BACKGROUND: Heartburn that persists despite proton-pump inhibitor (PPI) treatment is a frequent clinical problem with multiple potential causes. Treatments for PPI-refractory heartburn are of unproven efficacy and focus on controlling gastroesophageal reflux with reflux-reducing medication (e.g., baclofen) or antireflux surgery or on dampening visceral hypersensitivity with neuromodulators (e.g., desipramine). METHODS: Patients who were referred to Veterans Affairs (VA) gastroenterology clinics for PPI-refractory heartburn received 20 mg of omeprazole twice daily for 2 weeks, and those with persistent heartburn underwent endoscopy, esophageal biopsy, esophageal manometry, and multichannel intraluminal impedance-pH monitoring. If patients were found to have reflux-related heartburn, we randomly assigned them to receive surgical treatment (laparoscopic Nissen fundoplication), active medical treatment (omeprazole plus baclofen, with desipramine added depending on symptoms), or control medical treatment (omeprazole plus placebo). The primary outcome was treatment success, defined as a decrease of 50% or more in the Gastroesophageal Reflux Disease (GERD)-Health Related Quality of Life score (range, 0 to 50, with higher scores indicating worse symptoms) at 1 year. RESULTS: A total of 366 patients (mean age, 48.5 years; 280 men) were enrolled. Prerandomization procedures excluded 288 patients: 42 had relief of their heartburn during the 2-week omeprazole trial, 70 did not complete trial procedures, 54 were excluded for other reasons, 23 had non-GERD esophageal disorders, and 99 had functional heartburn (not due to GERD or other histopathologic, motility, or structural abnormality). The remaining 78 patients underwent randomization. The incidence of treatment success with surgery (18 of 27 patients, 67%) was significantly superior to that with active medical treatment (7 of 25 patients, 28%; P = 0.007) or control medical treatment (3 of 26 patients, 12%; P<0.001). The difference in the incidence of treatment success between the active medical group and the control medical group was 16 percentage points (95% confidence interval, -5 to 38; P = 0.17). CONCLUSIONS: Among patients referred to VA gastroenterology clinics for PPI-refractory heartburn, systematic workup revealed truly PPI-refractory and reflux-related heartburn in a minority of patients. For that highly selected subgroup, surgery was superior to medical treatment. (Funded by the Department of Veterans Affairs Cooperative Studies Program; ClinicalTrials.gov number, NCT01265550.).


Posted November 15th 2019

Angiotensin-Neprilysin Inhibition in Heart Failure with Preserved Ejection Fraction.

Milton Packer M.D.
Milton Packer M.D.

Solomon, S. D., J. J. V. McMurray, I. S. Anand, J. Ge, C. S. P. Lam, A. P. Maggioni, F. Martinez, M. Packer, M. A. Pfeffer, B. Pieske, M. M. Redfield, J. L. Rouleau, D. J. van Veldhuisen, F. Zannad, M. R. Zile, A. S. Desai, B. Claggett, P. S. Jhund, S. A. Boytsov, J. Comin-Colet, J. Cleland, H. D. Dungen, E. Goncalvesova, T. Katova, J. F. Kerr Saraiva, M. Lelonek, B. Merkely, M. Senni, S. J. Shah, J. Zhou, A. R. Rizkala, J. Gong, V. C. Shi and M. P. Lefkowitz (2019). “Angiotensin-Neprilysin Inhibition in Heart Failure with Preserved Ejection Fraction.” New England Journal of Medicine 381(17): 1609-1620.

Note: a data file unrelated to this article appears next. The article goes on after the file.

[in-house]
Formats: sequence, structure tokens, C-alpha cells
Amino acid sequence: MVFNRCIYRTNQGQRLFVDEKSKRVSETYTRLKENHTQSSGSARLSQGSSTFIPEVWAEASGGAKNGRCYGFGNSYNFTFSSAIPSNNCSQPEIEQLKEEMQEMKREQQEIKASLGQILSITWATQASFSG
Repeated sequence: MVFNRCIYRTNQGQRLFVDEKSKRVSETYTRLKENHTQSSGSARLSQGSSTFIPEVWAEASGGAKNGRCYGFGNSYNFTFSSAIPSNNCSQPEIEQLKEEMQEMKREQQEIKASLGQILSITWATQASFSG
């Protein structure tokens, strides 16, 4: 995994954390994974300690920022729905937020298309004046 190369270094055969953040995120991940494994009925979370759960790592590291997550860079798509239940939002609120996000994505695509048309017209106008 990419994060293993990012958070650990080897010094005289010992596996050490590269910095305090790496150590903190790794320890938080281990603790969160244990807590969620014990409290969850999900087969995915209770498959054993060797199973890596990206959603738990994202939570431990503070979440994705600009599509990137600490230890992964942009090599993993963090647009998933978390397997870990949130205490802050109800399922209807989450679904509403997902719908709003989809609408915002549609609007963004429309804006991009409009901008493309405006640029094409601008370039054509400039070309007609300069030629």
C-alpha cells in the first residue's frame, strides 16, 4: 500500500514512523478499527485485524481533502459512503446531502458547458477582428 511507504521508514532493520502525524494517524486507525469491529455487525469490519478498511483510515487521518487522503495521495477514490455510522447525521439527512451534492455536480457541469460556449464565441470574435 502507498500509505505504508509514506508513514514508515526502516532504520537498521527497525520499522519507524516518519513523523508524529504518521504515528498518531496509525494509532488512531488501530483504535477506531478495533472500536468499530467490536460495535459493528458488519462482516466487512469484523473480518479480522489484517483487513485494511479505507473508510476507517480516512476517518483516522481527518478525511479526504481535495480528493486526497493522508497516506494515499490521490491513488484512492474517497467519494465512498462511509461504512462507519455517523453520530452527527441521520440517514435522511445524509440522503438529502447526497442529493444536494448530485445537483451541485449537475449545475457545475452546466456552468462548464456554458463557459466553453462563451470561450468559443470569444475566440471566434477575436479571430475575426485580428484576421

Full text of this article.

BACKGROUND: The angiotensin receptor-neprilysin inhibitor sacubitril-valsartan led to a reduced risk of hospitalization for heart failure or death from cardiovascular causes among patients with heart failure and reduced ejection fraction. The effect of angiotensin receptor-neprilysin inhibition in patients with heart failure with preserved ejection fraction is unclear. METHODS: We randomly assigned 4822 patients with New York Heart Association (NYHA) class II to IV heart failure, ejection fraction of 45% or higher, elevated level of natriuretic peptides, and structural heart disease to receive sacubitril-valsartan (target dose, 97 mg of sacubitril with 103 mg of valsartan twice daily) or valsartan (target dose, 160 mg twice daily). The primary outcome was a composite of total hospitalizations for heart failure and death from cardiovascular causes. Primary outcome components, secondary outcomes (including NYHA class change, worsening renal function, and change in Kansas City Cardiomyopathy Questionnaire [KCCQ] clinical summary score [scale, 0 to 100, with higher scores indicating fewer symptoms and physical limitations]), and safety were also assessed. RESULTS: There were 894 primary events in 526 patients in the sacubitril-valsartan group and 1009 primary events in 557 patients in the valsartan group (rate ratio, 0.87; 95% confidence interval [CI], 0.75 to 1.01; P = 0.06). The incidence of death from cardiovascular causes was 8.5% in the sacubitril-valsartan group and 8.9% in the valsartan group (hazard ratio, 0.95; 95% CI, 0.79 to 1.16); there were 690 and 797 total hospitalizations for heart failure, respectively (rate ratio, 0.85; 95% CI, 0.72 to 1.00). NYHA class improved in 15.0% of the patients in the sacubitril-valsartan group and in 12.6% of those in the valsartan group (odds ratio, 1.45; 95% CI, 1.13 to 1.86); renal function worsened in 1.4% and 2.7%, respectively (hazard ratio, 0.50; 95% CI, 0.33 to 0.77). The mean change in the KCCQ clinical summary score at 8 months was 1.0 point (95% CI, 0.0 to 2.1) higher in the sacubitril-valsartan group. Patients in the sacubitril-valsartan group had a higher incidence of hypotension and angioedema and a lower incidence of hyperkalemia. Among 12 prespecified subgroups, there was suggestion of heterogeneity with possible benefit with sacubitril-valsartan in patients with lower ejection fraction and in women. CONCLUSIONS: Sacubitril-valsartan did not result in a significantly lower rate of total hospitalizations for heart failure and death from cardiovascular causes among patients with heart failure and an ejection fraction of 45% or higher. (Funded by Novartis; PARAGON-HF ClinicalTrials.gov number, NCT01920711.).